A New Mural With a Strong Message
Strolling through my neighborhood of San Miguel Chapultepec, I stumbled onto an interesting new mural. It is located on the corner of Gral. Antonio León and Gral. Pedro Antonio de los Santos, just next to the metro stop Juanacatlan. The building itself is home to a glass shop for picture frames, and it has been the site of many great murals in the past years. Also, the name of the artist Axel F. Espinoza Olin is proudly featured above the entrance, so it can be assumed that he was invited, and probably paid, to express himself on that wall.
Political Murals – Art and Protest the Mexican Way
A good mural is much more than just some color on an otherwise boring wall. Its images are there to tell a story, and usually it doesn't take more than simple awareness of the situation at hand to understand them.
In this case, the artist used the corner of the building to illustrate the two sides of the Mexican experience: one looking back at a glorious past, the other marked by the brutality of the present. In the middle a huge tree separates the two, spreading equally onto both sides, providing a neat spacial image from across the street.
Memories of the Past
The image on the right side of the tree illustrates how the pre-colombian past is a conscious and living part of the contemporary Mexican identity, even though it lies more than 500 years back. Especially in the last couple of generations there has been a great deal of popular interest in pre-hispanic art, Nahuatl and other indigenous languages, and many other aspects of the civilizations of this land, before the Spanish conquest.
On the right side of the shop's entrance the painting shows people in traditional attire burning copal as part of a ceremony to honor the spirits. Behind them one of the famous causeways leads across the lake to the city of Tenochtitlan, as this city used to be called before the arrival of Cortez. Further back, a lush landscape suggests how beautiful this country must have been before it was conquered. This idea continues above the entrance, with some of the most common and typical animals: a jaguar and macaws, both of which have become so rare that they are unlikely to be seen outside of a zoo, followed by the coyote and deer, which are not that endangered, though they still don't get in front of your headlights as often as in the US.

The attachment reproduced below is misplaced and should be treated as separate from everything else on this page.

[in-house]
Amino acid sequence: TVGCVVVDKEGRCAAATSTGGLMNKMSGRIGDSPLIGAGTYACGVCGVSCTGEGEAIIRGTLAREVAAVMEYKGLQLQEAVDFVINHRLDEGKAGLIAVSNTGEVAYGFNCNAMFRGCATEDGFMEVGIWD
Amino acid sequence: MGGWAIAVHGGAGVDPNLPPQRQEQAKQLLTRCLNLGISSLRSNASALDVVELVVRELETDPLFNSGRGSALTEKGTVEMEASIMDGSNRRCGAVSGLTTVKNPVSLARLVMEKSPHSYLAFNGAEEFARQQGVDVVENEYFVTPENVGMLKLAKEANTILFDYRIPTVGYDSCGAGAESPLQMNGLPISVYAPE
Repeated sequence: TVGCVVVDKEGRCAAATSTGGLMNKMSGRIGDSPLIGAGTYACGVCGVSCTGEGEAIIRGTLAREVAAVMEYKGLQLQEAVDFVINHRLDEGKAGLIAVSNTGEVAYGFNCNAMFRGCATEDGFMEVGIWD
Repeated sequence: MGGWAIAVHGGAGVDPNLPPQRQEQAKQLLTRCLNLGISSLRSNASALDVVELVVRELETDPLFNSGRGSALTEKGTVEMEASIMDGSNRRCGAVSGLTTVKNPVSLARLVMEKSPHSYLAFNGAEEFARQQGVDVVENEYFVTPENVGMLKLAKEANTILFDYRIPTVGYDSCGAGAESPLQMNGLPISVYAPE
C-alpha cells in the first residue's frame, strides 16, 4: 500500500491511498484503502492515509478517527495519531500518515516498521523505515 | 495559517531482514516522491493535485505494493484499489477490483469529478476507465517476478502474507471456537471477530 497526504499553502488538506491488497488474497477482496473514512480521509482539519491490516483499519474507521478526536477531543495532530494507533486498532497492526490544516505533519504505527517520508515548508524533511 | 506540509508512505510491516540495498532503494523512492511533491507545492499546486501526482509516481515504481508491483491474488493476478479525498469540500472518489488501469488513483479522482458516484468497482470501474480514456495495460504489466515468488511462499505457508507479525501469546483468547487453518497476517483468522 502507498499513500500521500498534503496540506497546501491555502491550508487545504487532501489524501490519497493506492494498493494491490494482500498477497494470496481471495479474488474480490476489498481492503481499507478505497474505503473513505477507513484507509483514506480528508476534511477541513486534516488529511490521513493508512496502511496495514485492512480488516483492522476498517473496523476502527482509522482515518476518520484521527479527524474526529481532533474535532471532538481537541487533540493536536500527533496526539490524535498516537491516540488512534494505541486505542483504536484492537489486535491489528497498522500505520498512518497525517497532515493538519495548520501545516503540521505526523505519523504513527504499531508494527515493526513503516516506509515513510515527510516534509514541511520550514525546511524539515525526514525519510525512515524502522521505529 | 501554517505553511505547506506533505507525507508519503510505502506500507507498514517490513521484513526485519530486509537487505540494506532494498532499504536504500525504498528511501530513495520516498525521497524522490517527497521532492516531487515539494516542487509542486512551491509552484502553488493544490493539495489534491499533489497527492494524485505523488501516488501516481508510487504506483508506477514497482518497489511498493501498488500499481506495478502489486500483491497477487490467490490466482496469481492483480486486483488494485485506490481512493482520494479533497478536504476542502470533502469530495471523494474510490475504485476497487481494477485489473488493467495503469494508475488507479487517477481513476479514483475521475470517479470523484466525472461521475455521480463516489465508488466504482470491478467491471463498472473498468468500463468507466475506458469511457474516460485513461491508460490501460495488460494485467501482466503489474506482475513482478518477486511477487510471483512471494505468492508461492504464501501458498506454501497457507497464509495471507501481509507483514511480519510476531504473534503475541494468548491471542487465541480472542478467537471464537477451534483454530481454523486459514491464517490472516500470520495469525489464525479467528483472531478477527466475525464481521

Honoring Traditions in Midst of the Struggle for Survival
The people right under the tree are modern Mexicans, who take great pride in their ancestry, whether by dressing in ceremonial garb, or wearing modern clothes with ancient patterns. The child sitting behind the desk is even holding a book about the Mexica, the name the Aztecs used to refer to themselves, and is also where this country's name comes from. However, at this point it becomes apparent that what is going on here is much more than just being nostalgic towards the past. These people are engaged in a life-and-death struggle.
The sign and the shirt of the protesters bear their demand for freedom for Mexico and honest work. The lady on the left seems to be holding something on the other side of the corner. Behind her, another protester is lying injured, riddled with bullet holes.
The Reason for the Struggle
Looking around the corner, one can see that the lady is holding onto a child, trying to pull him towards her. Another character with pills on his shirt, and Mafia tattooed on his forearm, is trying to pull him away from her. The smiley-face on the kid's shirt stands in stark contrast to the look of panic on his face. The beggars and the person lying on the street completes the picture of desolation. Further to the left cops in riot gear form a blood-splattered barrier between the riff-raff and the corporate structures in the back.
Mexico is Sold
México Vendido, says the lettering on top of the corporate building, of which the 'O' has already fallen off. The various windows of the building illustrate the priorities that seem to be most important for the current leadership: violence and distraction, sex and alcohol, the dollar is going up, so is everything else. Chipster fashion, party-party, dancing stars, T&A, blindness, comedy, and most of all POWER is what the public experience seems to be about in Mexico at the moment.
On the extreme left the young and handsome President Enrique Peña-Nieto can be seen waving to his faceless supporters, really ghost-like figures with an eye-in-a-pyramid on their foreheads. Behind and under him skulls and sacks of money are stacked high, symbolizing the money him and his cronies have stolen and the people they've (had) murdered, just like his devil-horned mentor Carlos Salinas de Gortari, frequently considered one of the most corrupt presidents in recent decades.
Returning to the tree, the city-scape offers a bit of explanation to the latest things that have been stolen: education and the oil industry have been privatized, and are standing like skyscrapers next to the shacks of the poor. Most of all, there is no nature to be seen whatsoever. Other than the tree on the corner, there are only stumps to be seen, as a reminder of how our natural resources are being sold off so a small sliver of elite can profit.
For those of you who are visiting Mexico City, it is certainly worth a detour to look at this mural. Especially if you happen to pass by the pink metro line, getting out for a quick visit at Juanacatlan will only cost you five minutes and five pesos to re-enter, but will guarantee an amazing artistic experience. Chances are the image will be a different one, given enough time, but I'm fairly certain it will still be something worth seeing.
If you liked this, check out my developing series on Mexican Murals: